Unveiling their 2012 federal budget yesterday, Canada’s government announced their plans to eliminate the penny from the country’s currency landscape.
The government said the one-cent coin costs too much produce and was described as “a burden to the economy” in a pamphlet released on Thursday.
“The government estimates it loses $11 million a year producing and distributing the penny, and that doesn’t include the costs and frustrations for businesses and consumers that use them in transactions,” the CBC reported. “A 2008 report by Quebec-based bank Desjardins estimated the penny’s existence cost Canada’s economy about $150 million in 2006. Canada’s big banks alone handle more than nine billion pennies a year, which costs them $20 million annually to process.”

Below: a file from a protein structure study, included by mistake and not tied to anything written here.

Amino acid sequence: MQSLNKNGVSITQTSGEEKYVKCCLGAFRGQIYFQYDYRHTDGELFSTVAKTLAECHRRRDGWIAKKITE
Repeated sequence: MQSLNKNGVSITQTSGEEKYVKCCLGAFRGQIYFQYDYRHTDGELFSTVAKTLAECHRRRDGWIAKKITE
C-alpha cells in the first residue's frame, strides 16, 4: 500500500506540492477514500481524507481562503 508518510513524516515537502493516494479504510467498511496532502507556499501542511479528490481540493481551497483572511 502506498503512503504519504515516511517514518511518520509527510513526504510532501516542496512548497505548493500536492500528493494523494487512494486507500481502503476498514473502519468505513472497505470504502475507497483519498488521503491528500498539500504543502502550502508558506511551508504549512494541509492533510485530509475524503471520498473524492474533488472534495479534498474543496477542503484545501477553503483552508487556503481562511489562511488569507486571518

The government said the penny has decreased to about 1/20th of its original purchasing power, but a report issued by the Bank of Canada in 2005 said the elimination of the penny wouldn’t lead to any inflation.
The one-cent coin will still hold their value, and consumers can still use the currency in transactions though under the new “penny plan” prices across the country will be rounded up or down to the nearest five-cent increment.
New pennies, however, will not be produced by the Mint so as coins get returned to financial institutions across the country, they will be recycled into their base materials leading to an eventual phase-out of the one-cent coin.
The Mint typically produces 7,000 tonnes worth of pennies each year, the CBC said.
This announcement comes in the same week the new $50 polymer bill was introduced into circulation. By the end of 2013, all Canadian denominations will be polymer notes. The new $100 bill was introduced in November.